Talk on corporate personhood will be held at UW-Whitewater
City of Whitewater voters will have an opportunity to weigh in on a controversial Supreme Court decision this spring while heading to the polls.
In addition to the various local elections, voters will be asked a “yes” or “no” question by way of a nonbinding referendum. The statement asks voters whether corporations – nonprofits and for-profit enterprises – should have the same rights as individual people.
A national group known as Move to Amend has been circling the country, seeking an overturn of the U.S. Supreme Court’s controversial decision in 2010 that essentially stated corporations have the same freedom of speech rights as individual citizens. Members of the court were split on the issue with a narrow 5-4 vote.
More recently, a local Rock River affiliate of the group has been making the rounds in area municipalities and has garnered some support. In addition to the City of Whitewater, the group has managed to gather enough signatures to wind up on the ballot in Fort Atkinson.
In Whitewater’s case, 812 signatures were gathered – a number that exceeded the minimal threshold to trigger the referendum. Slightly more than 600 signatures were required – a figure representing the 15 percent of Whitewater voters who participated in the last gubernatorial election.
“(Organizers) complied with all of the state statutes,” City Clerk Michele Smith said. “Once the signatures came in, we took it to the council, and they approved it.”
The referendum asks voters whether the City of Whitewater should adopt a resolution that speaks out against corporations having the same rights. The language on the ballot reads, in part:
“1. Only human beings – not corporations, limited liability companies, unions, non-profit organizations or similar associations and corporate entities – are endowed with constitutional rights, and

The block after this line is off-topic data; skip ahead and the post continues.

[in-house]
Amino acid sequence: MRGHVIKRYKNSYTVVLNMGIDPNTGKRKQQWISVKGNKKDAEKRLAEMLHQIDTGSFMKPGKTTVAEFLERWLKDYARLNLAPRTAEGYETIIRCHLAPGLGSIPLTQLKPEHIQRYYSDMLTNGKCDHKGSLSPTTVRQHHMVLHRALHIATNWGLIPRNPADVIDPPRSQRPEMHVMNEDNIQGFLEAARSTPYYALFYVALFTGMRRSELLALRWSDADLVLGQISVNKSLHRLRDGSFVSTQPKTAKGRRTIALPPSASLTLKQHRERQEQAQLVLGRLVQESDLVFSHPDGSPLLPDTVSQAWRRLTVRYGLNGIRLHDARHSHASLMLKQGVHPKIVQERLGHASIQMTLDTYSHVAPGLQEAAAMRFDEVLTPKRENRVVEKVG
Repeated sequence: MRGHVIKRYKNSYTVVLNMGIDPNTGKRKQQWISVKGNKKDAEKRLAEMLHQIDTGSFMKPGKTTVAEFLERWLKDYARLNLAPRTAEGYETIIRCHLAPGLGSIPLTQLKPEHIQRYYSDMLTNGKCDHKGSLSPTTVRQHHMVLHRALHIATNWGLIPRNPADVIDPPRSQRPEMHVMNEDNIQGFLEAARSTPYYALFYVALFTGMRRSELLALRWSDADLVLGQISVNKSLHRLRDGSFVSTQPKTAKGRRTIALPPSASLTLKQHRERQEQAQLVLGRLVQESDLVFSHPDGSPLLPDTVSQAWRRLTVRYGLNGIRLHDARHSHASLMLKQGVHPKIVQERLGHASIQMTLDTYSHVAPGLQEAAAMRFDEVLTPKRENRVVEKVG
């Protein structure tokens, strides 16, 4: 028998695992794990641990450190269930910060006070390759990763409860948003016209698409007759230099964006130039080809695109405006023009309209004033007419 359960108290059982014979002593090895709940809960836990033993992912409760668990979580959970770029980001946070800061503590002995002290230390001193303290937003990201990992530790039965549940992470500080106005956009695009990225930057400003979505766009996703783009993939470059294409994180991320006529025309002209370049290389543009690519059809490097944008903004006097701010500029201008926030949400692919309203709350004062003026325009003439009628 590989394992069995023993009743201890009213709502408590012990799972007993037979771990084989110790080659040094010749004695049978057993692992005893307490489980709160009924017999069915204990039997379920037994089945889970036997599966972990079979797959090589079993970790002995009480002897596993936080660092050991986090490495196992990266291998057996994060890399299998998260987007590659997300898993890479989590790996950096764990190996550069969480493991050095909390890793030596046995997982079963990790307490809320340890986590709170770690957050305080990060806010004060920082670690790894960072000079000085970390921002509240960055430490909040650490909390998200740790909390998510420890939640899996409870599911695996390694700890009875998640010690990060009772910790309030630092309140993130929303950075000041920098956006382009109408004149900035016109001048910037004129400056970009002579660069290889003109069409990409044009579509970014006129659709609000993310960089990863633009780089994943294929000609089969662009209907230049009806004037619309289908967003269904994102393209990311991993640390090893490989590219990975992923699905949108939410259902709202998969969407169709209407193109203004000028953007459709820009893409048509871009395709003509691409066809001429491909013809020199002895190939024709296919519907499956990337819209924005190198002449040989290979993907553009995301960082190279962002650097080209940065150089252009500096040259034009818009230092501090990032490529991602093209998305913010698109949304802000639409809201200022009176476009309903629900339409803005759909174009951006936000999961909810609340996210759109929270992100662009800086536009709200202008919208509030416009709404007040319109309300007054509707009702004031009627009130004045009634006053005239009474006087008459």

2. Money is not free speech, and therefore regulating political contributions and spending is not equivalent to limiting political speech.”
Resolutions similar to the one being proposed in Whitewater have been passed in more than 150 cities across the U.S. In most instances, voters overwhelmingly favored reverting back to prior laws that drew a distinction between individual citizenry and corporations.
Brad Geyer, a Jefferson resident and organizer with the local Move to Amend affiliate, in a statement said he favors changes to existing legislation because it could even the playing field.
“When the highest bidder decides, the republic no longer exists and the people no longer rule,” Geyer said. “The people have lost their representation.”
The local Move to Amend affiliate is hosting a talk Tuesday with two guest speakers: Jack Lohman, a retired business owner and author of the book, “Politics: Owned and Operated by Corporate America,” and Ben Manski, a member of Move to Amend’s executive committee.
IF YOU GO …
WHO: Rock River affiliate of the Move to Amend national organization
WHAT: talk, “The System Isn’t Broken, It’s Fixed: Why We the People Need Constitutional Reform,” with guest speakers Jack Lohman and Ben Manski
WHEN: 7 p.m. Tuesday, March 19
WHERE: Timmerman Auditorium at University of Wisconsin-Whitewater, 809 W. Starin Road, Hyland Hall
In accordance with state statutes, residents can vote early for the spring election at City Hall, 312 W. Whitewater St., from Monday, March 18 to Friday, March 29. City Hall will be closed March 29, but the clerk’s office will be open.